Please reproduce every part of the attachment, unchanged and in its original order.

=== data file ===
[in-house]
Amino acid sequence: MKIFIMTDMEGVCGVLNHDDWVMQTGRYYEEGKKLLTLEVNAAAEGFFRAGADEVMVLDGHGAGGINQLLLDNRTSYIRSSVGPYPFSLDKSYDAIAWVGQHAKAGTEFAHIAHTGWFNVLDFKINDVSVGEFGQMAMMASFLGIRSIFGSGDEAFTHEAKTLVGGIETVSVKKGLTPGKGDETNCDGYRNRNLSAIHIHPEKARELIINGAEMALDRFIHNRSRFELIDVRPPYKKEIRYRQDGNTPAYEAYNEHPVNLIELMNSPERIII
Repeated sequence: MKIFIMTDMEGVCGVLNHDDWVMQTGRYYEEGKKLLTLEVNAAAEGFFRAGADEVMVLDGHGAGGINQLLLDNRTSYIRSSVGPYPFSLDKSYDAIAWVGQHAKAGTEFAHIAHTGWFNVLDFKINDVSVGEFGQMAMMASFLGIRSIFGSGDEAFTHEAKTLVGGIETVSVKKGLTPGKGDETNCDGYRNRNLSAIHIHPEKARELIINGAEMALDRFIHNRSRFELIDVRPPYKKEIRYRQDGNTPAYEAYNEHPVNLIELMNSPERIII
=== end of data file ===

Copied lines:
[in-house]
Amino acid sequence: MKIFIMTDMEGVCGVLNHDDWVMQTGRYYEEGKKLLTLEVNAAAEGFFRAGADEVMVLDGHGAGGINQLLLDNRTSYIRSSVGPYPFSLDKSYDAIAWVGQHAKAGTEFAHIAHTGWFNVLDFKINDVSVGEFGQMAMMASFLGIRSIFGSGDEAFTHEAKTLVGGIETVSVKKGLTPGKGDETNCDGYRNRNLSAIHIHPEKARELIINGAEMALDRFIHNRSRFELIDVRPPYKKEIRYRQDGNTPAYEAYNEHPVNLIELMNSPERIII
Repeated sequence: MKIFIMTDMEGVCGVLNHDDWVMQTGRYYEEGKKLLTLEVNAAAEGFFRAGADEVMVLDGHGAGGINQLLLDNRTSYIRSSVGPYPFSLDKSYDAIAWVGQHAKAGTEFAHIAHTGWFNVLDFKINDVSVGEFGQMAMMASFLGIRSIFGSGDEAFTHEAKTLVGGIETVSVKKGLTPGKGDETNCDGYRNRNLSAIHIHPEKARELIINGAEMALDRFIHNRSRFELIDVRPPYKKEIRYRQDGNTPAYEAYNEHPVNLIELMNSPERIII